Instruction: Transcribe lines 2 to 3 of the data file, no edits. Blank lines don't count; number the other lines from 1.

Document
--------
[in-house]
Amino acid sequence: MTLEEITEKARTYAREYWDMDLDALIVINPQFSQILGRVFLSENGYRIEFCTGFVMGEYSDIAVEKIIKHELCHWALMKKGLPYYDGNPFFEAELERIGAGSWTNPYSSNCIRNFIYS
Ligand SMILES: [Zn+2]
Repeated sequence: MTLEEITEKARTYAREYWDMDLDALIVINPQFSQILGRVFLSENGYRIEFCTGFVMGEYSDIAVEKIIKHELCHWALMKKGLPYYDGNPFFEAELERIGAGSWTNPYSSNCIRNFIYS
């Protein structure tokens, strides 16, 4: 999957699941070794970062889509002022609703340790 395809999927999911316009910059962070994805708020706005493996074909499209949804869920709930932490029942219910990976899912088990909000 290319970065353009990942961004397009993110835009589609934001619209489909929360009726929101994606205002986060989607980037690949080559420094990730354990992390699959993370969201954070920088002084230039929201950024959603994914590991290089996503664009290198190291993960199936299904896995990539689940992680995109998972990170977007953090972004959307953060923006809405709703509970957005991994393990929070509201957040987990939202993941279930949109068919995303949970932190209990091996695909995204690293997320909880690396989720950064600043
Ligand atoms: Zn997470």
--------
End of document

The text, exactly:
Amino acid sequence: MTLEEITEKARTYAREYWDMDLDALIVINPQFSQILGRVFLSENGYRIEFCTGFVMGEYSDIAVEKIIKHELCHWALMKKGLPYYDGNPFFEAELERIGAGSWTNPYSSNCIRNFIYS
Ligand SMILES: [Zn+2]